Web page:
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Microtubule-associated protein

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In cell biology, microtubule-associated proteins (MAPs) are proteins that interact with the microtubules of the cellular cytoskeleton.


MAPs bind to the tubulin subunits that make up microtubules to regulate their stability. A large variety of MAPs have been identified in many different cell types, and they have been found to carry out a wide range of functions. These include both stabilizing and destabilizing microtubules, guiding microtubules towards specific cellular locations, cross-linking microtubules and mediating the interactions of microtubules with other proteins in the cell [1].

Within the cell, MAPs bind directly to the tubulin monomers of microtubules. This binding can occur with either polymerized or depolymerized tubulin, and in most case leads to the stabilization of microtubule structure, further encouraging polymerization. Usually, it is the C-terminal domain of the MAP that interacts with tubulin, while the N-terminal domain can bind with cellular vesicles, intermediate filaments or other microtubules. MAP-microtubule binding is regulated through MAP phosphorylation. This is accomplished through the function of the microtubule-affinity-regulating-kinase (MARK) protein. Phosphorylation of the MAP by the MARK causes the MAP to detach from any bound microtubules [2]. This detachment is usually associated with a destabilization of the microtubule causing it to fall apart. In this way the stabilization of microtubules by MAPs is regulated within the cell through phosphorylation.


The numerous identified MAPs have been largely divided into two categories: Type I including MAP1 proteins and type II including MAP2, MAP4 and tau proteins.

Type I: MAP1Edit

MAP1a (MAP1A) and MAP1b (MAP1B), which make up the MAP1 family, bind to microtubules differently than other MAPs, utilizing charged interactions [3]. While the C-terminals of these MAPs bind the microtubules, the N-terminals bind other parts of the cytoskeleton or the plasma membrane to control spacing of the microtubule within the cell. Members of the MAP1 family are found in the axons and dendrites of nerve cells [4].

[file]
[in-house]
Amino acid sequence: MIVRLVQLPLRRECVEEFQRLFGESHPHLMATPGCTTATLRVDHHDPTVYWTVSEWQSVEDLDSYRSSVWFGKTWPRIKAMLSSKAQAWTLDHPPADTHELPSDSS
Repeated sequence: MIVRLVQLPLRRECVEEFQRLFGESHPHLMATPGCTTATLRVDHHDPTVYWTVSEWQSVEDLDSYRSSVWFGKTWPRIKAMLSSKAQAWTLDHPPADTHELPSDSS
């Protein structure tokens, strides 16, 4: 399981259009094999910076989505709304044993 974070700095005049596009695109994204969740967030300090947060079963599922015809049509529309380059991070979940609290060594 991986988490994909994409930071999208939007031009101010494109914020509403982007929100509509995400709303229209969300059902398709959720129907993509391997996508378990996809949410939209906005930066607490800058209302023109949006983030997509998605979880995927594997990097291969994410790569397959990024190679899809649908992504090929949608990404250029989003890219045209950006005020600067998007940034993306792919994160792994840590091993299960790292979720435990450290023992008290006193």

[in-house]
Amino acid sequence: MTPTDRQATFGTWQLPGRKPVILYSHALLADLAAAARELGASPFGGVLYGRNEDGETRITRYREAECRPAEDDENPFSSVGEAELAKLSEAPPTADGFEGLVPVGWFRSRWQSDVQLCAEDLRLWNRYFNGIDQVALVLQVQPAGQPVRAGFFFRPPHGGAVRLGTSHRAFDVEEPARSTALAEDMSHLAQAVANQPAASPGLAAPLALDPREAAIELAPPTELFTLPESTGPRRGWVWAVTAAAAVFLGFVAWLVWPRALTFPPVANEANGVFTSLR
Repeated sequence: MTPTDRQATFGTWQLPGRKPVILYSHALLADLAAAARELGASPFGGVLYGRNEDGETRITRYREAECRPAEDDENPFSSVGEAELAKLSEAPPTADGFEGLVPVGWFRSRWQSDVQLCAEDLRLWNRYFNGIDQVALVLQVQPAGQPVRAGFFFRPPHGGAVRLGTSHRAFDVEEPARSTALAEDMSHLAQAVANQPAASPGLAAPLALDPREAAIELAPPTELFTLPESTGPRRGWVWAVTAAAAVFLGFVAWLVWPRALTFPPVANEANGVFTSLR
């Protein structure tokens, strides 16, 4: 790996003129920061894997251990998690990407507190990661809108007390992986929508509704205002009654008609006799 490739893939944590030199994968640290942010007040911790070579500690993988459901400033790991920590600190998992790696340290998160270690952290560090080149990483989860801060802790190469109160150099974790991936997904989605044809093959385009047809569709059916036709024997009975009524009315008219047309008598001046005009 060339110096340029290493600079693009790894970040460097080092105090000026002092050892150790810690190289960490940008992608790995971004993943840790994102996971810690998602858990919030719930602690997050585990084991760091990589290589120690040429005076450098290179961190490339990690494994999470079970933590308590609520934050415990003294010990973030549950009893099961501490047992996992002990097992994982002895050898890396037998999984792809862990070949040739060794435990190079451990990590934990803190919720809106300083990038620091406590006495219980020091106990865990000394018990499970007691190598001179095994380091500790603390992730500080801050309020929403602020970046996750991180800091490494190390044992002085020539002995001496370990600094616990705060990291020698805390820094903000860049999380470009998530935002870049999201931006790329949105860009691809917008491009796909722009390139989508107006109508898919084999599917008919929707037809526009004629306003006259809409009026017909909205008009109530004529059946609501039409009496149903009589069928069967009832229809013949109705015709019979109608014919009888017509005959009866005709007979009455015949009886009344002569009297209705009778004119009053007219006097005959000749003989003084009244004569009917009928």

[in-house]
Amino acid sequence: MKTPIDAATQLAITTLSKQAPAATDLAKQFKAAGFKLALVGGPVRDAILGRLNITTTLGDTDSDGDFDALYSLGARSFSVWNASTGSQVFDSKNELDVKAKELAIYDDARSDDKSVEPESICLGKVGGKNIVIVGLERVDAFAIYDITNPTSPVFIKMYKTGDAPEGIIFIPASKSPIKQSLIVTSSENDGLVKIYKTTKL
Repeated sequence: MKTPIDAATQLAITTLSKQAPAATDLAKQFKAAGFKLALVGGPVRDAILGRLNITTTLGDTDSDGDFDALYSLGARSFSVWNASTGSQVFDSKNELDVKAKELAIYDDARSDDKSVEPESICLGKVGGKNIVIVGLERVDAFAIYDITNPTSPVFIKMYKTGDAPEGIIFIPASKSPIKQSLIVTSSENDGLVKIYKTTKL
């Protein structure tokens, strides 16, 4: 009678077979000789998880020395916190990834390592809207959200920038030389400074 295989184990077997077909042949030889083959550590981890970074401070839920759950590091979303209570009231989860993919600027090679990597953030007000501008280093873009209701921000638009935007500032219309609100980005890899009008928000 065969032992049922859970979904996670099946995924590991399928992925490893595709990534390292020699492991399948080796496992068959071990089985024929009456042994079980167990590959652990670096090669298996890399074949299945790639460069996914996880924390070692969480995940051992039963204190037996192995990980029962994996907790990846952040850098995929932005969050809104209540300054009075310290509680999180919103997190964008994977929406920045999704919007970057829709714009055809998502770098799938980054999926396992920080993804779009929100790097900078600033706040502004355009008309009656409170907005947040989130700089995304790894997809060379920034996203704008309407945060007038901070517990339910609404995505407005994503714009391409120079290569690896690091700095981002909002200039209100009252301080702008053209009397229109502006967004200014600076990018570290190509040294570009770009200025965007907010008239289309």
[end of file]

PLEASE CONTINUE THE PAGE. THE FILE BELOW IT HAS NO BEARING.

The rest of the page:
Type II: MAP2, MAP4 and tauEdit

Also found exclusively in nerve cells are the most well studied MAPs, MAP2 (MAP2) and tau (MAPT), which participate in determining the structure of different parts of nerve cells - MAP2 being found mostly in dendrites and tau in the axon. These proteins have a conserved C-terminal microtubule-binding domain and variable N-terminal domains projecting outwards probably interacting with other proteins. MAP2 and tau stabilize microtubules, and thus shift the reaction kinetics in favor of addition of new subunits, accelerating microtubule growth. Both MAP2 and tau have been shown to stabilize microtubules by binding to the outer surface of the microtubule protofilaments [5],[6]. A single study has been suggested that MAP2 and tau bind on the inner microtubule surface on same site in tubulin monomers as the drug Taxol® which is used in treating cancer [7]. However, the evidence is in favor of MAP2 and tau binding to the outer microtubule surface and this study has not been confirmed. MAP2 binds in a cooperative manner with many MAP2 proteins binding a single microtubule to promote stabilization. Tau as well helps to stabilize microtubules, however it forms the additional, important function of facilitating bundling of microtubules within the nerve cell [8].